• That’s actually a great question- most pickles (or preserved foods in general today) are made with vinegar. There are still health benefits to these pickled foods, but it no longer has probiotics. For a pickled veggie to product it’s own lactic acid bacteria and probiotics they should be in a brine (salt/water solution) and these are not canned on the grocery store shelves the way that pickles often are. Hope that helps!
      Laura recently posted..4 Reasons to Eat Fermented FoodsMy Profile

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  10. This is such a great post!! I was a aware of some benefits but but not all of fermented foods, great info thanks for sharing!! I love sauerkraut, pickles (BUBBIES is the brand I buy) and kombacha. I really want to try kimchi but haven’t yet but this gives me another reason to try it :)
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  14. Absolutely love all of these reasons! Another major benefit that has been well-researched is the effect of certain probiotic cultures on improving skin tone and reducing acne. We at EATProbiotics have created probiotic foods that are packed with cultures you won’t find in any other krauts!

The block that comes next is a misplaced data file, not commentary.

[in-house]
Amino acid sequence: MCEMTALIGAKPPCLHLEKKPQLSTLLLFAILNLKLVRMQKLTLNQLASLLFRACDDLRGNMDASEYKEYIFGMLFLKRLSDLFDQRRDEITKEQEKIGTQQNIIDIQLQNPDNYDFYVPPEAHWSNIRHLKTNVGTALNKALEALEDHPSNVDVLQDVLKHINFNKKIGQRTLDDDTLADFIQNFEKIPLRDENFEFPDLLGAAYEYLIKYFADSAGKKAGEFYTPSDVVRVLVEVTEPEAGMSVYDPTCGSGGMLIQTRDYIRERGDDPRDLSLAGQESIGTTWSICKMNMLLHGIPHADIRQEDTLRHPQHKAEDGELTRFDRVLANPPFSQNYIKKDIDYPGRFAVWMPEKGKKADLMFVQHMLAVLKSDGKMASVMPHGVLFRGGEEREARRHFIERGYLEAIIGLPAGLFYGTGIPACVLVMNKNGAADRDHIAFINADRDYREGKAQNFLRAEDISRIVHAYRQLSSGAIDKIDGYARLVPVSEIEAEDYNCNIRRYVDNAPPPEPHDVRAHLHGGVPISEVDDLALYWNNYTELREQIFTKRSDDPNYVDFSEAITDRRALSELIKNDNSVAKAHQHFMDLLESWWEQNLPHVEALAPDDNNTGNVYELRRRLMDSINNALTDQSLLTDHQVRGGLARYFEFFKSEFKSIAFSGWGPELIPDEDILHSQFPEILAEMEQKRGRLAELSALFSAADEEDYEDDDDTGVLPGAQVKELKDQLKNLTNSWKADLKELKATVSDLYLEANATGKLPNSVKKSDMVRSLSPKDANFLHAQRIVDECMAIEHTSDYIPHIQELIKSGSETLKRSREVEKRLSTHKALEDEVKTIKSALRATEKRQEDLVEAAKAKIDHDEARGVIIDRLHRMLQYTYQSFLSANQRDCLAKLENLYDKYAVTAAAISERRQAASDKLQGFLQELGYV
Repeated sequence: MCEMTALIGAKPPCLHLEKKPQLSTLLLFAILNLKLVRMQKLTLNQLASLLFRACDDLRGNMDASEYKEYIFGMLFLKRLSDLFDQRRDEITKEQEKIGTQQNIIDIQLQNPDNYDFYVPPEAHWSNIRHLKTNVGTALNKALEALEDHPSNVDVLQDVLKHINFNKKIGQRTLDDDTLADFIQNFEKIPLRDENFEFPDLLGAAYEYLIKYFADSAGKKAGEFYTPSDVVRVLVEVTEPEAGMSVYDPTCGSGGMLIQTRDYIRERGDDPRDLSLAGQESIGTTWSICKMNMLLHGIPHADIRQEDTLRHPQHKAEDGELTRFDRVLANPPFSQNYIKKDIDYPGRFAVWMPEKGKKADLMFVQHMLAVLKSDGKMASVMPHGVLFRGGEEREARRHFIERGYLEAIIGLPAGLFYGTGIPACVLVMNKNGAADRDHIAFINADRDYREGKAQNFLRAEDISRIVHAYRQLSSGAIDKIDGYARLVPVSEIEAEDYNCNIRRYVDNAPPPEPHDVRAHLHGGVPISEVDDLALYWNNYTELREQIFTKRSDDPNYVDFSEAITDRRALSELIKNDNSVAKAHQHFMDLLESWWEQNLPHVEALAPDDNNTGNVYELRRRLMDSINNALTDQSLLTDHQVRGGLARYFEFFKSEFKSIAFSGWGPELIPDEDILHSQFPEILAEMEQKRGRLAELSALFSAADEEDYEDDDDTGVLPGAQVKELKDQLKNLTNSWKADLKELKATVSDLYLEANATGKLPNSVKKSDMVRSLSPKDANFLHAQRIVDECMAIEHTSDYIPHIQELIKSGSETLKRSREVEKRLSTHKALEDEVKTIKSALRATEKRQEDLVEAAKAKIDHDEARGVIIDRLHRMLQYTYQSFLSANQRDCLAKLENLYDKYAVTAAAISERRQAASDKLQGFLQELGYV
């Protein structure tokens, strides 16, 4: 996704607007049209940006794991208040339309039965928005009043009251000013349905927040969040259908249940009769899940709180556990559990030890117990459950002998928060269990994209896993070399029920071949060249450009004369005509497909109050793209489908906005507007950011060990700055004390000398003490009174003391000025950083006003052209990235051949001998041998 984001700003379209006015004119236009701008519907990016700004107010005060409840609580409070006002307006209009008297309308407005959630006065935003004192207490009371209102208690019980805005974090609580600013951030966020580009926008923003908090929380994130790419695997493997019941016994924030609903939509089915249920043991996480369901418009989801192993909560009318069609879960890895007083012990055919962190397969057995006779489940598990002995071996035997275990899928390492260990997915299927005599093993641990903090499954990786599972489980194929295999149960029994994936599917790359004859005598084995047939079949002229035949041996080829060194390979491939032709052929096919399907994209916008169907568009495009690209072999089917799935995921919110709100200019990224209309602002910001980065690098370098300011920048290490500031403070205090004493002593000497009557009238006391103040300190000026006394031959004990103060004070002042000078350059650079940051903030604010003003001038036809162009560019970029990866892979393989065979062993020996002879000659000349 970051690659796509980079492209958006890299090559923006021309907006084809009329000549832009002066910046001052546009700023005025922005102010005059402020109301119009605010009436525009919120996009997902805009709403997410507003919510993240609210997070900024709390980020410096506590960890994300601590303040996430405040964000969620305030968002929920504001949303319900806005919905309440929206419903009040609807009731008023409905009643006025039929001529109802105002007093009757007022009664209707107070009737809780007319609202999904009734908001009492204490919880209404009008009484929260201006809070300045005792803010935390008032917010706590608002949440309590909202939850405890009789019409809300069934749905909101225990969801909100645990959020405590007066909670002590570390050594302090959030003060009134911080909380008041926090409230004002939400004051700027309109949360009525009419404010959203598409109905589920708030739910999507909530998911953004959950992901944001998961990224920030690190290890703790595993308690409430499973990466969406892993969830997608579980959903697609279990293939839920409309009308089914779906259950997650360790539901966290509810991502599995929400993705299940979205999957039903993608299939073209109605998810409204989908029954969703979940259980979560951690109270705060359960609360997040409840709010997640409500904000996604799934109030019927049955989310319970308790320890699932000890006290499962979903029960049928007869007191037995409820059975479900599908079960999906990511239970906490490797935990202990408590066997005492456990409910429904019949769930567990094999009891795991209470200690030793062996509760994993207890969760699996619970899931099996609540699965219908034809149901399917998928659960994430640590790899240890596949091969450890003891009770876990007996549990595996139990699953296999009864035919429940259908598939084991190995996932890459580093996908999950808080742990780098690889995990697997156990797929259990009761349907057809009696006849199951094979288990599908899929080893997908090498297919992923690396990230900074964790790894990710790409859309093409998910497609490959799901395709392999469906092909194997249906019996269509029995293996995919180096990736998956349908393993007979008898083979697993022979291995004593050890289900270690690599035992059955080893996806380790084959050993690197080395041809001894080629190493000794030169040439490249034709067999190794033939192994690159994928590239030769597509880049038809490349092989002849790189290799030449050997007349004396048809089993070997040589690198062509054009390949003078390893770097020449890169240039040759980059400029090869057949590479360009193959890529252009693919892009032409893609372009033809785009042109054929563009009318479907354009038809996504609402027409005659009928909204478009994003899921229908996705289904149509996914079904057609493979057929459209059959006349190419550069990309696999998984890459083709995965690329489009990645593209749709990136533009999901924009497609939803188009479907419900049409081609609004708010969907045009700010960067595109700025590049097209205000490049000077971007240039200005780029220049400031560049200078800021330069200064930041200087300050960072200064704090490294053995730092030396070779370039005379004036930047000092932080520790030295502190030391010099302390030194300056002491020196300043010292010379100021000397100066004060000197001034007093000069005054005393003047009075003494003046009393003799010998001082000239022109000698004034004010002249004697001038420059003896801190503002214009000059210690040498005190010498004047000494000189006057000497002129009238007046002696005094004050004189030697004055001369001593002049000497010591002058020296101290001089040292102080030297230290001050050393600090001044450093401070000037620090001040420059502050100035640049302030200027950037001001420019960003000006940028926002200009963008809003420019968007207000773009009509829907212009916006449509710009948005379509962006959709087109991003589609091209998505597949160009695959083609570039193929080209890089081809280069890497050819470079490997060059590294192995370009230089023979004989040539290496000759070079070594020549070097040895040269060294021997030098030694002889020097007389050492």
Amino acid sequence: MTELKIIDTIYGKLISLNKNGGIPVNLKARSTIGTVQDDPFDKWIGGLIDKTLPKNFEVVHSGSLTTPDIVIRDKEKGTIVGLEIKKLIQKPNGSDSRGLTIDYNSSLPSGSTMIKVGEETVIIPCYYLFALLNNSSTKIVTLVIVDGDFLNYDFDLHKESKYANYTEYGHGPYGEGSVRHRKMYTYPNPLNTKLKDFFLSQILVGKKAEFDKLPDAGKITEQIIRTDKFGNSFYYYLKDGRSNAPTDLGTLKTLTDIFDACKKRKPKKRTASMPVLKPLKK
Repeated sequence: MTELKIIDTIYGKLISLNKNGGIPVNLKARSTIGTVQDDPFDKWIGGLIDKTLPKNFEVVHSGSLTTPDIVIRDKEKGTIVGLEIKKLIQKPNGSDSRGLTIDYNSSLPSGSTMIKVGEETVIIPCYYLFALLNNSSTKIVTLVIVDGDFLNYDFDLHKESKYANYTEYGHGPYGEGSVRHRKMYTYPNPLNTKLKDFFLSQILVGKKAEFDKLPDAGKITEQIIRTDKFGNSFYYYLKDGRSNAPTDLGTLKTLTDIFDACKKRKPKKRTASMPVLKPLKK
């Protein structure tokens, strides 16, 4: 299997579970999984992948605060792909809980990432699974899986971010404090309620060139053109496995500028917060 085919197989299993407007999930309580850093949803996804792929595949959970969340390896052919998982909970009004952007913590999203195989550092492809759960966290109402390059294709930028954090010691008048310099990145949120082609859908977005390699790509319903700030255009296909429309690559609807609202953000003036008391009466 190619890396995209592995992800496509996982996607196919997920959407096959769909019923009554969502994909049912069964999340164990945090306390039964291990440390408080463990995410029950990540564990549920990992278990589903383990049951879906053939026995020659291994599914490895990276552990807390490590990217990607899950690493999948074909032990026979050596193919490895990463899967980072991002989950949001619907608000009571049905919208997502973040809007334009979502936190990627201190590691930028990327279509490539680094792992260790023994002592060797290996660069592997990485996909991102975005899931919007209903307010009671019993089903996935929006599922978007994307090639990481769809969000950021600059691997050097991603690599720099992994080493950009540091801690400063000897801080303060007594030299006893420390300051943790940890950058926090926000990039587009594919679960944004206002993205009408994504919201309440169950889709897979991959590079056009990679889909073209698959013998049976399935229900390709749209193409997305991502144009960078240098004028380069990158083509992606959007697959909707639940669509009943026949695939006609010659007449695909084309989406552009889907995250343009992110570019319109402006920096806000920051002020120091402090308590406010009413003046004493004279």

http://www.eatprobiotics.com

  15. I’m not really a fan of fermented foods although I have family members that enjoys them. I’ve never really given much thought on them which is probably why I didn’t see them as a healthy addition to my diet. I once tried fermented pickles and I didn’t really like the way it taste at first but then I tasted it again and I think it tasted a little bit better but still not enough for me to even consider having it regularly. Now that I see the health benefits I’m seriously considering fermented foods in my diet. Since I have relatives that have jars of fermented food I might as well give them a chance. Thanks for sharing this information.

    Regards,
    Dennis